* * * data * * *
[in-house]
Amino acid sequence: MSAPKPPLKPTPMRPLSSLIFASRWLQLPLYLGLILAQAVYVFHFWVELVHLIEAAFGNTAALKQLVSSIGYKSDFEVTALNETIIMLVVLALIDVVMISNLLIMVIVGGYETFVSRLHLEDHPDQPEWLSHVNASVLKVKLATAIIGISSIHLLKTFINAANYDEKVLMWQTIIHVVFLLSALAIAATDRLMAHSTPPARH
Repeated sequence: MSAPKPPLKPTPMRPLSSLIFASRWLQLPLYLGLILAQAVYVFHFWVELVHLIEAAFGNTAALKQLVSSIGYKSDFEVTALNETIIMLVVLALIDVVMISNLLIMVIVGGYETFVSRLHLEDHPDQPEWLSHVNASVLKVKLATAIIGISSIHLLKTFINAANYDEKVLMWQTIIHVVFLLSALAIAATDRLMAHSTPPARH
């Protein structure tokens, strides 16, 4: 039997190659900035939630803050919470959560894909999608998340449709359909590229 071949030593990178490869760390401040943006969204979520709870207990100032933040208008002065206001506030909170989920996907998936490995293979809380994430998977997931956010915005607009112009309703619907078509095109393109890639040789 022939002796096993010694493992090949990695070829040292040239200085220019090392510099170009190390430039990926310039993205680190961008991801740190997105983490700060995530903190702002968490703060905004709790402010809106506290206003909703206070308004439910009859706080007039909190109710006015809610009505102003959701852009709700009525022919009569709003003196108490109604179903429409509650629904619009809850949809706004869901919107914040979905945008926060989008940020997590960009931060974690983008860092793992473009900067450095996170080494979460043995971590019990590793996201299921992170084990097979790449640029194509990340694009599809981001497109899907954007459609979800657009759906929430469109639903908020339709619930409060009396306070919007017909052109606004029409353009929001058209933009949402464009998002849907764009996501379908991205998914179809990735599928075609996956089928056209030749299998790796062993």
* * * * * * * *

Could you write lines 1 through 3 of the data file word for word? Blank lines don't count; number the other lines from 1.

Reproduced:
[in-house]
Amino acid sequence: MSAPKPPLKPTPMRPLSSLIFASRWLQLPLYLGLILAQAVYVFHFWVELVHLIEAAFGNTAALKQLVSSIGYKSDFEVTALNETIIMLVVLALIDVVMISNLLIMVIVGGYETFVSRLHLEDHPDQPEWLSHVNASVLKVKLATAIIGISSIHLLKTFINAANYDEKVLMWQTIIHVVFLLSALAIAATDRLMAHSTPPARH
Repeated sequence: MSAPKPPLKPTPMRPLSSLIFASRWLQLPLYLGLILAQAVYVFHFWVELVHLIEAAFGNTAALKQLVSSIGYKSDFEVTALNETIIMLVVLALIDVVMISNLLIMVIVGGYETFVSRLHLEDHPDQPEWLSHVNASVLKVKLATAIIGISSIHLLKTFINAANYDEKVLMWQTIIHVVFLLSALAIAATDRLMAHSTPPARH